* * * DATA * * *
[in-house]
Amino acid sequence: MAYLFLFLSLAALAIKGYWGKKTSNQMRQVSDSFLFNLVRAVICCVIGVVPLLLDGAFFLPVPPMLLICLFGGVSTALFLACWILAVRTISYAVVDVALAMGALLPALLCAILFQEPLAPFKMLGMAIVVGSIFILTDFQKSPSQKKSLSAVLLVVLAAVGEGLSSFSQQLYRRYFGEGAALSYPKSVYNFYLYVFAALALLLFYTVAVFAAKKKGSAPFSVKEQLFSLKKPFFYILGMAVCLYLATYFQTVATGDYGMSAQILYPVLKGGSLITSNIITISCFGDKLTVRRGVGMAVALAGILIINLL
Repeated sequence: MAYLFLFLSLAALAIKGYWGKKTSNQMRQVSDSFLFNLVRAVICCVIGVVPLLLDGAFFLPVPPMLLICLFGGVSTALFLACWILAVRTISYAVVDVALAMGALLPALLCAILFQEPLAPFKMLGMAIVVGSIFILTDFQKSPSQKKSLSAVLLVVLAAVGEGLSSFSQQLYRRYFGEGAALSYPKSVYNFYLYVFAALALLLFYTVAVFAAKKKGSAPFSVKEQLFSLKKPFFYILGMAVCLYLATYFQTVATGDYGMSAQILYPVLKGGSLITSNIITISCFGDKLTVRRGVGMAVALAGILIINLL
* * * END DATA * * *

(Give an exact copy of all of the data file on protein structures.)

[in-house]
Amino acid sequence: MAYLFLFLSLAALAIKGYWGKKTSNQMRQVSDSFLFNLVRAVICCVIGVVPLLLDGAFFLPVPPMLLICLFGGVSTALFLACWILAVRTISYAVVDVALAMGALLPALLCAILFQEPLAPFKMLGMAIVVGSIFILTDFQKSPSQKKSLSAVLLVVLAAVGEGLSSFSQQLYRRYFGEGAALSYPKSVYNFYLYVFAALALLLFYTVAVFAAKKKGSAPFSVKEQLFSLKKPFFYILGMAVCLYLATYFQTVATGDYGMSAQILYPVLKGGSLITSNIITISCFGDKLTVRRGVGMAVALAGILIINLL
Repeated sequence: MAYLFLFLSLAALAIKGYWGKKTSNQMRQVSDSFLFNLVRAVICCVIGVVPLLLDGAFFLPVPPMLLICLFGGVSTALFLACWILAVRTISYAVVDVALAMGALLPALLCAILFQEPLAPFKMLGMAIVVGSIFILTDFQKSPSQKKSLSAVLLVVLAAVGEGLSSFSQQLYRRYFGEGAALSYPKSVYNFYLYVFAALALLLFYTVAVFAAKKKGSAPFSVKEQLFSLKKPFFYILGMAVCLYLATYFQTVATGDYGMSAQILYPVLKGGSLITSNIITISCFGDKLTVRRGVGMAVALAGILIINLL